The essence of immortality—6,000 years of jade on view
The Chinese appreciate jade for its beauty, but also as a symbol of five human virtues: kindness, integrity, wisdom, courage, and purity. Jade is also believed to provide protection from harm and to preserve immortality. “Chinese Jades from the Hartman Collection” displays 207 jade objects on loan from New York collectors Alan and Simone Hartman. As Simone Hartman writes, jade “evokes magic, mystery, and romance to even the uninitiated.”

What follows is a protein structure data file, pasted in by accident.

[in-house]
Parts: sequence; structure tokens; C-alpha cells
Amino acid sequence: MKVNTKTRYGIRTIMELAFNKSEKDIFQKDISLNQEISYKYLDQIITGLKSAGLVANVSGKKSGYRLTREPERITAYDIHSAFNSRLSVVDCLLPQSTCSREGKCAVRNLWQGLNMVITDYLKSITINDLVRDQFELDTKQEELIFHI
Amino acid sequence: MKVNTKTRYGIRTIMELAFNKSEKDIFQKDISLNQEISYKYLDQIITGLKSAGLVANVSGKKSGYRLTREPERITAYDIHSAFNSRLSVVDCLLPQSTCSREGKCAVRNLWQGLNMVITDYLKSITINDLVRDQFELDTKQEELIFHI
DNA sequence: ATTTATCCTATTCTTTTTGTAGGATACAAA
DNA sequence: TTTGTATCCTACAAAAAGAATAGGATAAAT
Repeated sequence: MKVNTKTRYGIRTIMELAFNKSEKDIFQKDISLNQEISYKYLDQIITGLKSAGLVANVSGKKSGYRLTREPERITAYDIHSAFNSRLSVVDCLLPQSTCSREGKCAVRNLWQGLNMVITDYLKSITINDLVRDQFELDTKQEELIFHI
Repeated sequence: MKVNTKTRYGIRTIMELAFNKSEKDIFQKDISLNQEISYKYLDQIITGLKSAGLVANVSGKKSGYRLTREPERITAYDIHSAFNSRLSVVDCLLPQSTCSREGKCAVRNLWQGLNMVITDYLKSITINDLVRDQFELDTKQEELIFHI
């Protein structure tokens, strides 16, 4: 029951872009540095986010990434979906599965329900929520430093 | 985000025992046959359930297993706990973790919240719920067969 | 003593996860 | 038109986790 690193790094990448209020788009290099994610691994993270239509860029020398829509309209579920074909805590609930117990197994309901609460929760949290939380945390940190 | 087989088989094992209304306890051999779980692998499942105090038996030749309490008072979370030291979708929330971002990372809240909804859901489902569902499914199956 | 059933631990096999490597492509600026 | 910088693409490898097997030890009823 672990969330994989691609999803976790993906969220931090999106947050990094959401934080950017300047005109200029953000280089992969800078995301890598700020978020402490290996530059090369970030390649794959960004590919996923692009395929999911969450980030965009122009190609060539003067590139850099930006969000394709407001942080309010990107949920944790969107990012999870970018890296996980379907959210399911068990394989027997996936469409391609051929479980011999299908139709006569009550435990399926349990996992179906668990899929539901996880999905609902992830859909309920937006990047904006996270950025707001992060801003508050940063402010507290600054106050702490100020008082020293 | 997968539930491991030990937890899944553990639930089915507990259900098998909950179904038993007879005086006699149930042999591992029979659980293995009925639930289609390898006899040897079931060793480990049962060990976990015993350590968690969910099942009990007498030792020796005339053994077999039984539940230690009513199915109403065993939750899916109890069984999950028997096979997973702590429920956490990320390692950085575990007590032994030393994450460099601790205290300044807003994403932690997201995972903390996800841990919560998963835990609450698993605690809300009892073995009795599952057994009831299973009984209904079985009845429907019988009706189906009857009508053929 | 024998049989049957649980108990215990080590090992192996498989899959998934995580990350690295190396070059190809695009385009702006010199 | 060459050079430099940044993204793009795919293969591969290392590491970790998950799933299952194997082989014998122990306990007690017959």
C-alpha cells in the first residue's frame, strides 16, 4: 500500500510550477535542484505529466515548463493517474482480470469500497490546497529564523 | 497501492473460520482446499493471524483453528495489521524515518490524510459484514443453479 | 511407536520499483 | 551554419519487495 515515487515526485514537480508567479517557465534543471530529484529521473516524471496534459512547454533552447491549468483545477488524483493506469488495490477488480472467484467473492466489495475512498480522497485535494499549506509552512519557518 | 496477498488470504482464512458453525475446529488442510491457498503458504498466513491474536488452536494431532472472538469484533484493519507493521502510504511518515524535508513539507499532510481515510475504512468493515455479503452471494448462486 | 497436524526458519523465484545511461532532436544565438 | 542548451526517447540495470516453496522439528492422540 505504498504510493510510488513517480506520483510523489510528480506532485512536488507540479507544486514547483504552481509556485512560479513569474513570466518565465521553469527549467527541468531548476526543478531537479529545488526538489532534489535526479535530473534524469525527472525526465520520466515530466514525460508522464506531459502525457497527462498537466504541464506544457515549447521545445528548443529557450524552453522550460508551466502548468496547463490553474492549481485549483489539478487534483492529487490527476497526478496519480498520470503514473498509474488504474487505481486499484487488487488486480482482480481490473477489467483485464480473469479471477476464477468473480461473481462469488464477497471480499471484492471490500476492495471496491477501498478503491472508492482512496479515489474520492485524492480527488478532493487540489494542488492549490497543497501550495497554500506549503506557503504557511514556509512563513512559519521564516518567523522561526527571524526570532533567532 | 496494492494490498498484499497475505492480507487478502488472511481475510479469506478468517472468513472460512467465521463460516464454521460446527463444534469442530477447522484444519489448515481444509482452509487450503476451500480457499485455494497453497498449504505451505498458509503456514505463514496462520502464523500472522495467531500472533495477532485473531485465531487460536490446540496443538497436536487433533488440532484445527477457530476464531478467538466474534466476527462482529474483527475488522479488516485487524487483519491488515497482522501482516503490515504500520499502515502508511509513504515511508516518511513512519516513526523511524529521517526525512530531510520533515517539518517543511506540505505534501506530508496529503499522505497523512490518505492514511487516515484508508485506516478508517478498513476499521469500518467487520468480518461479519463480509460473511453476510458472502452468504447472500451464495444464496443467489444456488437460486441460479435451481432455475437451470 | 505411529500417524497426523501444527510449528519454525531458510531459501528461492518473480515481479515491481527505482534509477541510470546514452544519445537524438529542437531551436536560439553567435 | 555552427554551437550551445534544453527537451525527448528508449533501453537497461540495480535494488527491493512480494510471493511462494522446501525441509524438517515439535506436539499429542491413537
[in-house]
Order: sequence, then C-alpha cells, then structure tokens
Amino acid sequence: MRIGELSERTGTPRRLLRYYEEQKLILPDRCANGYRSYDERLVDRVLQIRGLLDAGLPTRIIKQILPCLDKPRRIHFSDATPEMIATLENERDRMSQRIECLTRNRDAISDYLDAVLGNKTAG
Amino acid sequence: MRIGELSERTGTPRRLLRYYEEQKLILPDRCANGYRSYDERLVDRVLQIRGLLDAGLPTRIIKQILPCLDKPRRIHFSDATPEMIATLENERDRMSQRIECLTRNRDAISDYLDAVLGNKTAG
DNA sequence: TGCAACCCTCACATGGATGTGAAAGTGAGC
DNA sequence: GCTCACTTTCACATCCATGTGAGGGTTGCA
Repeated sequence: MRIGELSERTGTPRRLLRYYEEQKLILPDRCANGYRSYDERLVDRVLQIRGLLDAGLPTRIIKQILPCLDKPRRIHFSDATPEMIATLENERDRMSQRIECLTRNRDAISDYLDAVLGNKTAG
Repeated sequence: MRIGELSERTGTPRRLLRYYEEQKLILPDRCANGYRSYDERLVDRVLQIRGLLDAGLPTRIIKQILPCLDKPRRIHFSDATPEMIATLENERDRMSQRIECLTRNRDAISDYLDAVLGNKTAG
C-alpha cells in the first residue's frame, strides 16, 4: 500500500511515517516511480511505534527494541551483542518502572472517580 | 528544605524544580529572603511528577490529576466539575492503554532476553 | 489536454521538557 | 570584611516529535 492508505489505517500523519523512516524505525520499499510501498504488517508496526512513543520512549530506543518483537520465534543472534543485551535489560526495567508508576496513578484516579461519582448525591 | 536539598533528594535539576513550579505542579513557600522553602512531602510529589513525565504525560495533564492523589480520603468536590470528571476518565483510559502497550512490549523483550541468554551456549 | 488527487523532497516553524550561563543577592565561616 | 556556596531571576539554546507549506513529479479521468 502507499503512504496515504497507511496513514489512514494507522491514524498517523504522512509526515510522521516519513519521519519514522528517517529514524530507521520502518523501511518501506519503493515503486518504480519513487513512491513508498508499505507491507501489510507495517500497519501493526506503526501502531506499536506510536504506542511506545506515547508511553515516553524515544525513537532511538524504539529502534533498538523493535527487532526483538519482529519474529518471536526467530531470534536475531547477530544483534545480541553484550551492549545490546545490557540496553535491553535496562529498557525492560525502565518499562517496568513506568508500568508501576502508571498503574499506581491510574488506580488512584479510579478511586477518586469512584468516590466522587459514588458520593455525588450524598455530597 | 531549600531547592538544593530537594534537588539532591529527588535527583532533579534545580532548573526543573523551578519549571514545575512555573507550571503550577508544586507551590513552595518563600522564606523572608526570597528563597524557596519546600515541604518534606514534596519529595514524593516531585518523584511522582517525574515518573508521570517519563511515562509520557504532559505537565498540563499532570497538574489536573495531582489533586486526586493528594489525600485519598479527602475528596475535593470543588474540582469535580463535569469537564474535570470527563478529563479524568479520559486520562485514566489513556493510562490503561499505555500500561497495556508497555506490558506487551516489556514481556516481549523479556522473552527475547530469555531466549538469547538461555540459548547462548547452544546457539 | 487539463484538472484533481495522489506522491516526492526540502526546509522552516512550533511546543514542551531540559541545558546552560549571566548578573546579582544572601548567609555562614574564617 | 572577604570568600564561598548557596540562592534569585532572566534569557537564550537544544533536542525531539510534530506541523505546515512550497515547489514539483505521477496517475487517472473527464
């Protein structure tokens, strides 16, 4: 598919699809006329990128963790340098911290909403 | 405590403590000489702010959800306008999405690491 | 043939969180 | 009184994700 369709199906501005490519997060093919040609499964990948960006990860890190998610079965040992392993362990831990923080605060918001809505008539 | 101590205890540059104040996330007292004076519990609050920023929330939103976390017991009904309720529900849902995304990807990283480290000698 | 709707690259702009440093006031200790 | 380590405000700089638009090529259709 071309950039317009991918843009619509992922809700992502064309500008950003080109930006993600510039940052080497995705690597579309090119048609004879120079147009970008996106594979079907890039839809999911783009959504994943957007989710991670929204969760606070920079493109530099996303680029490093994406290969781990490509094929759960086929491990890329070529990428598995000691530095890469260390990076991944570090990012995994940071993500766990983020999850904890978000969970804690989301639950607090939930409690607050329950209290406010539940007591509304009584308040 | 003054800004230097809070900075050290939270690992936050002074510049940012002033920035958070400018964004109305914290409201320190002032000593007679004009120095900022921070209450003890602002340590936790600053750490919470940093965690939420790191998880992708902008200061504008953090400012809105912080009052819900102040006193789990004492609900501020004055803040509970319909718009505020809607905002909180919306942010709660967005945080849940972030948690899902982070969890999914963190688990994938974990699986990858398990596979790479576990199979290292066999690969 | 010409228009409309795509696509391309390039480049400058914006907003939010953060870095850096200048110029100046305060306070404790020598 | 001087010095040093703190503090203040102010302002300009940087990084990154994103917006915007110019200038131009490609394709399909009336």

The Hartman Collection is distinguished by its quality and variety, giving viewers a sense of jade’s changing form and meaning through the centuries. One of the earliest objects, dating to the Neolithic period between the fourth and third millennia B.C., is a cong, a ritual implement painstakingly hollowed from hard jade without the use of bronze or steel tools. The pendants, vessels, animals, and scholar’s objects on view encompass six thousand years of Chinese culture and history, illustrating the change in the use of jade from shaman objects to symbols of status and luxury. Most are from the Qing dynasty (1644–1911), particularly imperial jades from the eighteenth century, when jade production reached its zenith. Advances in production techniques and carving skills made it possible to create intricate shapes and complex decorations. Imperial favor and patronage encouraged the development of jade production as well; many of the pieces in the exhibition bear imperial marks.